Marriage Iranian Style - "Zinat" Review

By Janet Maslin The New York Times

"Zinat" is a slow and earnest Iranian film about the dilemma faced by a health care worker contemplating marriage. With only minimal medical training, Zinat (Atefeh Razavi), called a "health visitor," is still the only person in her village who can help the sick. But her ability to do so is jeopardized once she becomes engaged to Hamed (Hassan Joharchi), who disapproves of his wife's working.

"Neither we are poor, nor Hamed is a man to expect contribution from his wife," Hamed's mother says. "Zinat" is poorly translated into English throughout, but its sentiments are so blunt and uncomplicated that language scarcely matters.

As written and directed by Ebrahim Mokhtari, who has made a number of documentaries for Iranian television, "Zinat" is better watched for its modest depiction of village life than for its central story. The acting is stilted and unsurprising, as Miss Razavi illustrates Zinat's troubled state of mind with a series of tearful, faraway gazes.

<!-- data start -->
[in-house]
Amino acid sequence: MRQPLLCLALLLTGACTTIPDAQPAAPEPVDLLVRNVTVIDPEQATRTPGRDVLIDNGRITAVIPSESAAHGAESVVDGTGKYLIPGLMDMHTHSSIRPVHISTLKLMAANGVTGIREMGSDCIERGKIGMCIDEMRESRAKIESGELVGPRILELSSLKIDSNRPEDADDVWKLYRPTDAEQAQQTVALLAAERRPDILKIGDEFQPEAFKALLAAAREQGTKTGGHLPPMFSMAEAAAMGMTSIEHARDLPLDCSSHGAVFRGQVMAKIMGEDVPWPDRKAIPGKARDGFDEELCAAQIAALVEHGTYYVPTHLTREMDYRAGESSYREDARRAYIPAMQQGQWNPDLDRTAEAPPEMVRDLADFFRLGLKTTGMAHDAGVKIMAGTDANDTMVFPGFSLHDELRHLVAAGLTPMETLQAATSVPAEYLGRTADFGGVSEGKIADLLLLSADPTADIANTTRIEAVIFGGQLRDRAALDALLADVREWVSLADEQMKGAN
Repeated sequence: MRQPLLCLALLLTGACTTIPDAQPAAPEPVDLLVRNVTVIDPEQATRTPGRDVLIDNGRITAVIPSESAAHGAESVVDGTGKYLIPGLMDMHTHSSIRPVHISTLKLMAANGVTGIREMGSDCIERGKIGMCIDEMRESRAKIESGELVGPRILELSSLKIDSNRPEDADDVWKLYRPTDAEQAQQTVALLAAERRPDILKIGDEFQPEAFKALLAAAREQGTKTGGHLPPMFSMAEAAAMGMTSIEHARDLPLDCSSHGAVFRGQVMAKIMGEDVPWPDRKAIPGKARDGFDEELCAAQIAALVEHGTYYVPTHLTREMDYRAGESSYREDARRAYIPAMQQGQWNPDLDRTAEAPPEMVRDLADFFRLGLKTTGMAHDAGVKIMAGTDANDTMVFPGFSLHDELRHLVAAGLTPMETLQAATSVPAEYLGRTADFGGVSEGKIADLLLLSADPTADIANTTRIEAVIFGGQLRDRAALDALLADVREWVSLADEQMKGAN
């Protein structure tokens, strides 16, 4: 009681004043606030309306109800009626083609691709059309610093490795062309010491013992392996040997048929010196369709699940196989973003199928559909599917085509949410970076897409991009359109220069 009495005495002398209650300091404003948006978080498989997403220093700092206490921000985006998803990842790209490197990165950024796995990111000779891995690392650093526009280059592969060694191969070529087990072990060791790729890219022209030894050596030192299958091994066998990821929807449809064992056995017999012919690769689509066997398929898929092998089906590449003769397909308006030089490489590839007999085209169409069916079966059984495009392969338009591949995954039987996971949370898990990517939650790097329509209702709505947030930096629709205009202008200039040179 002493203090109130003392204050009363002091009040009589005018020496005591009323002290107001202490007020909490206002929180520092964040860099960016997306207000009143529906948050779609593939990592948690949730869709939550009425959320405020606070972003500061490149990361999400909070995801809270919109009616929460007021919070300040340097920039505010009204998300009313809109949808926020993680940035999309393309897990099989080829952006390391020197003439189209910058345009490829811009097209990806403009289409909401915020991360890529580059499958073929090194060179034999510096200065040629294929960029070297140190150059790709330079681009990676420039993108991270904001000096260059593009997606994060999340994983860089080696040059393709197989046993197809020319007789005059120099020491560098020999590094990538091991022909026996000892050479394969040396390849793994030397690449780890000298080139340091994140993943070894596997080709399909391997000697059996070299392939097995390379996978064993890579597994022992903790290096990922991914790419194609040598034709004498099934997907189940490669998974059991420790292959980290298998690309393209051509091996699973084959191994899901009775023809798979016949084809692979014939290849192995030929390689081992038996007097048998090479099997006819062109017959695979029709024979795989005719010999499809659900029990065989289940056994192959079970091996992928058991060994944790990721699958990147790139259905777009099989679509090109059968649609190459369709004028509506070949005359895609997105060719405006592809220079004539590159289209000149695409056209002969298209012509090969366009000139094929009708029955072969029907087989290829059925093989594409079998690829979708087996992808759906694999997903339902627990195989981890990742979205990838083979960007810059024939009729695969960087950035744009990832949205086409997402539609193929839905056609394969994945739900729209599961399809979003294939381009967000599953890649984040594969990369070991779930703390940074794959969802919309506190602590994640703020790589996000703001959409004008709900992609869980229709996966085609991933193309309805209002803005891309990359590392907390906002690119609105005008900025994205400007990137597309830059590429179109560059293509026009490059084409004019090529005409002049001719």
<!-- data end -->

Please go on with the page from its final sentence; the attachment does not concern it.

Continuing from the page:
Even when both sets of parents begin trying to bend Zinat to their will and the people of the village join forces in protest, the film remains more awkward than involving. Sick children become the deus ex machina Mr. Mokhtari uses to resolve his story's crises. But its central debate about a working woman's conflicting obligations in contemporary Iran has more theoretical than dramatic interest.

Originally Published April 1, 1995

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